How (and when) to get the best car deal
The holiday shopping season usually includes some of the best days of the year to buy a car.
New-car prices are down, but used-car prices are way up. Leasing is also up -- but so are defaults on those leases.
Oh, and young people want to drive less. Holy Chrysler, what's going on?
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Well, experts say this uncommonly long recession has put the brakes on what we long considered common car sense. So before you buy, read on.
Black Friday was the perfect time to score a good deal at the mall, and last year it was also a good time to shop at the dealership. But not this year.
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Keep in mind that six of the 10 best days to buy a car last year were in December. Also, the savings may not amount to much versus other days of the month. For example, last year automotive researcher Truecar.com said the average discount on the best day in November (Nov. 27 -- Black Friday) was 7.5%, while the average discount on the worst day (Nov. 16) was 5.2%.
But whatever day you choose to hit the showroom, there are some deals to be found. One example? According to TrueCar, a 2010 Mazda 3 is selling, on average, for $10,087 -- 37% less than its $16,095 sticker price.
Not only that, but the cost of financing a new car actually dipped slightly. "The average total cost of buying and financing a new car decreased by $300 to $27,600, a 1.4% decrease from the second quarter," declared financial services company Comerica.
What you should do: If you're interested in a new car, hit the dealerships in December (TrueCar will soon identify the best days). And if you're looking for the deepest discounts, see the complete list from TrueCar here.
Used-car prices are rising
The average overall price of a used car today is $18,570, according to automotive website Edmunds.com. That's up from $17,986 a year ago.
One reason, according to Fortune magazine, is obvious: The recession has driven up demand for used cars among cash-strapped buyers. But there's another reason: "There are fewer used vehicles available because manufacturers are selling less to fleets and therefore have fewer to recycle back to the market," Deirdre Borrego, a vice president at J.D. Power & Associates, recently told Fortune.
Bottom line: This economic downturn has lasted so long that for years fewer new cars have been sold, and that reduction has now trickled down to impact the number of used cars for sale.
What you should do: While this may not be the best time to buy a used car from a dealership, you can still get good deals from private buyers. You can find lots of leads online from established brokers like AutoTrader. Before you buy, check out the Federal Trade Commission's used-car advice.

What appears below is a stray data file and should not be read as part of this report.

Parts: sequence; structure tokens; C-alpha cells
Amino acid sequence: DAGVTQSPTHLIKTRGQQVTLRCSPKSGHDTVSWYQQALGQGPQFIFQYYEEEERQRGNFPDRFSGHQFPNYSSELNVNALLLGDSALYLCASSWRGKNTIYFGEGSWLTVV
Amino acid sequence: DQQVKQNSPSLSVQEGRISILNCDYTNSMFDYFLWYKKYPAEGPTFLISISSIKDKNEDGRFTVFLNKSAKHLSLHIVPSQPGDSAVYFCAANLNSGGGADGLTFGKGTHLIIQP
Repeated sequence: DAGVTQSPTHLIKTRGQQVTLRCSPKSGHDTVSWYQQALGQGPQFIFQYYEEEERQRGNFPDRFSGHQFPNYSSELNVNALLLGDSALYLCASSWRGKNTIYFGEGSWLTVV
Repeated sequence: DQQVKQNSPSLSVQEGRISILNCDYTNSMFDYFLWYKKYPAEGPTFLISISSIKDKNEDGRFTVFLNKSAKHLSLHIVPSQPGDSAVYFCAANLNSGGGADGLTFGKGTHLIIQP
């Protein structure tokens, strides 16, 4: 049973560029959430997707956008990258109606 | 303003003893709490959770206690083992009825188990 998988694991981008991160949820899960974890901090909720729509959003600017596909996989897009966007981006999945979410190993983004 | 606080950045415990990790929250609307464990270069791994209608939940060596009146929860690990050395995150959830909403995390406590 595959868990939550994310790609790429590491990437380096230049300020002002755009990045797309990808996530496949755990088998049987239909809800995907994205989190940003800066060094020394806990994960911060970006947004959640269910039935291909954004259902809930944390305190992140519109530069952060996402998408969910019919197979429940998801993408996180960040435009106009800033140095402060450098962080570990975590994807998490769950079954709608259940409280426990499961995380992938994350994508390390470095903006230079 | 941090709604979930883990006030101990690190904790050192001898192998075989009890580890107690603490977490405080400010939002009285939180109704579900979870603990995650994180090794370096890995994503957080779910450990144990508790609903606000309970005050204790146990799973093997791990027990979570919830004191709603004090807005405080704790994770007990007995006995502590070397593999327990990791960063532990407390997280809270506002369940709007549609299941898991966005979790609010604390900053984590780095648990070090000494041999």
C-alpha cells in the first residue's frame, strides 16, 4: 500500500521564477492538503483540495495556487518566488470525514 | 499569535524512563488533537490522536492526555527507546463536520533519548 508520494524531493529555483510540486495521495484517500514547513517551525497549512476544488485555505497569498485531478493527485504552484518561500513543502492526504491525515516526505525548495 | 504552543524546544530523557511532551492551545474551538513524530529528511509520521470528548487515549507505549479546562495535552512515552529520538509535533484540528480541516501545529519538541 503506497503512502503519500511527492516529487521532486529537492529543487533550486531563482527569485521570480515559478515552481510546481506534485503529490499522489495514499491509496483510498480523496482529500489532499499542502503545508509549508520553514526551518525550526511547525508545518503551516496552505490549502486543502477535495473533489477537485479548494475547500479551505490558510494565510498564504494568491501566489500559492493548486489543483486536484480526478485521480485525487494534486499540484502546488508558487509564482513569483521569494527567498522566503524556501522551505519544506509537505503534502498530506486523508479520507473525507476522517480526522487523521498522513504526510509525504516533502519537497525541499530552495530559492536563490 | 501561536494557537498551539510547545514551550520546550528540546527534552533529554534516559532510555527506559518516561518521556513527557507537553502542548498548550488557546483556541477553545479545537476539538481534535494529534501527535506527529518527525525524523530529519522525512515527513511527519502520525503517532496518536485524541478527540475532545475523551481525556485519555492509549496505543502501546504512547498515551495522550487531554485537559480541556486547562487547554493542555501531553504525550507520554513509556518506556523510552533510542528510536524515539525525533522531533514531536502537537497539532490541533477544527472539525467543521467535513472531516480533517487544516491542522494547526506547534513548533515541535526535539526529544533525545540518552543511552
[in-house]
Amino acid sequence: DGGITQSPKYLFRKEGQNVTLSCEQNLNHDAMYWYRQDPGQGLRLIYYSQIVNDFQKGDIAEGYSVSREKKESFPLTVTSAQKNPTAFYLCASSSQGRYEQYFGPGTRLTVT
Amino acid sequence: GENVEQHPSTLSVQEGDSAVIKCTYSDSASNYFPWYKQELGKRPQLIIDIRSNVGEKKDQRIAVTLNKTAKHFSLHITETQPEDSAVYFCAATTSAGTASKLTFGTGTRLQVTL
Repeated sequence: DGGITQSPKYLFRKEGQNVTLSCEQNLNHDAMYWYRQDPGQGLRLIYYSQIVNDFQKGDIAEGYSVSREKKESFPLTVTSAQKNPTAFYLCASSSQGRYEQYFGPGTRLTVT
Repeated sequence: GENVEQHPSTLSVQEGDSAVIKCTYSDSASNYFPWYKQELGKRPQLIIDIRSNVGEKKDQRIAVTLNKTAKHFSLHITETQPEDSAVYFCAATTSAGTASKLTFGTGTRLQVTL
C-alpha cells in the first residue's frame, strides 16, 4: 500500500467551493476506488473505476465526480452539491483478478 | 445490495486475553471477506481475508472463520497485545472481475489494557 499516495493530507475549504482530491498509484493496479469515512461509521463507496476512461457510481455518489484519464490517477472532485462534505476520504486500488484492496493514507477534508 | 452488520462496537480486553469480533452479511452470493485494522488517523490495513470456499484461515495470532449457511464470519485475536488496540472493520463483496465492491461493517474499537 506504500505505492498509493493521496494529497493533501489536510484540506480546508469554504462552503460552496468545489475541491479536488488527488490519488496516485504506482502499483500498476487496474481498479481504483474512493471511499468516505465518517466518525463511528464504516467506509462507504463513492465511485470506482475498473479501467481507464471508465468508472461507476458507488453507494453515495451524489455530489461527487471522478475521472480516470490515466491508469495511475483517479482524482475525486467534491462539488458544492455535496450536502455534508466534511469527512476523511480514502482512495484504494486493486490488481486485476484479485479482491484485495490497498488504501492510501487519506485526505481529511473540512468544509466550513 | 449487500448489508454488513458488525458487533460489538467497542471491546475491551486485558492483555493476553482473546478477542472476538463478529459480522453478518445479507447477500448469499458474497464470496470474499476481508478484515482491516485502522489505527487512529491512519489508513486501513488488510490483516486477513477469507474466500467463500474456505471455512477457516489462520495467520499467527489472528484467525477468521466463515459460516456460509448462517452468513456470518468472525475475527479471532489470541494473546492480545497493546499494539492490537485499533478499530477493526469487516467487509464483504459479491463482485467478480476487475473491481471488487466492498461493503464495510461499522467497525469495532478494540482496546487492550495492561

Leases now makes up more than 20% of all new-car deals, Edmunds.com says. Leasing has been popular with Americans who can't afford to buy expensive cars but still want to drive them.
But when the recession hit, leasing dipped, too. Now it's back, but with a new marketing twist: Car dealers are hyping leases as a way to lock in a low monthly payment on modest vehicles. So instead of appealing to vanity, they're targeting frugality.
There's a catch, though. "In a struggling economy people tend to be fixated on the car's monthly payment and nothing else," says Sergio Stiberman, CEO and founder of LeaseTrader.com. Some who opt for a lease, often first-timers, don't realize a newly leased vehicle requires more insurance -- and higher premiums -- than the clunker they used to own.
"Some people go into a dealership with the intention of financing a car with a certain monthly payment, but switch to a lease program at the last minute because they can get a better car for the same money," writes Carroll Lachnit for Edmunds.com's blog.
LeaseTrader.com predicts the number of people escaping a lease because they can't afford it will jump to 4.5% of transactions this year -- more than double the 2% annual rate in previous years.
What you should do: Don't lease a car unless you really do your homework. Once again, the FTC has some sage advice on this topic. If you're in a lease you can't afford, check out "3 steps to break a lease without getting rear-ended." If you're shopping for new wheels, check sites like LeaseTrader.com to see if you can scoop up a bargain by taking over a lease from someone who can no longer afford it.
Finally, and most shockingly, the complications of car ownership have apparently turned off 18- to 34-year-olds -- an age group known as "millennials" -- from even wanting a car.
The thought of a teenager not wanting to drive would shock any baby boomer. But a study by car-sharing service Zipcar claims: "Almost half of all 18- to 34-year-old drivers are driving less, and nearly two-thirds would drive less if alternative transportation options were available."
One reason for this? Oddly enough, it's social media. The Zipcar survey says more than half -- 54% -- of millennials said they'd rather spend their time interacting with friends online than driving to visit them.
"Millennials recognize the limited value of paying so much for something they use so little," says Scott Griffith, chairman and CEO of Zipcar. "They want the freedom to drive, but reject the financial burden of car ownership."
Of course, Zipcar has a dog (or car) in this fight, since their business is renting cars by the hour. Still, given the way the car market is going these days, maybe they're onto something.
What you should do: Maybe someday, we'll all be doing what millennials are doing now -- sitting at home typing to our friends and family instead of driving to see them. In the meantime, while the car market is changing, it's still a buyer's market. Do what you can to drive a hard bargain.
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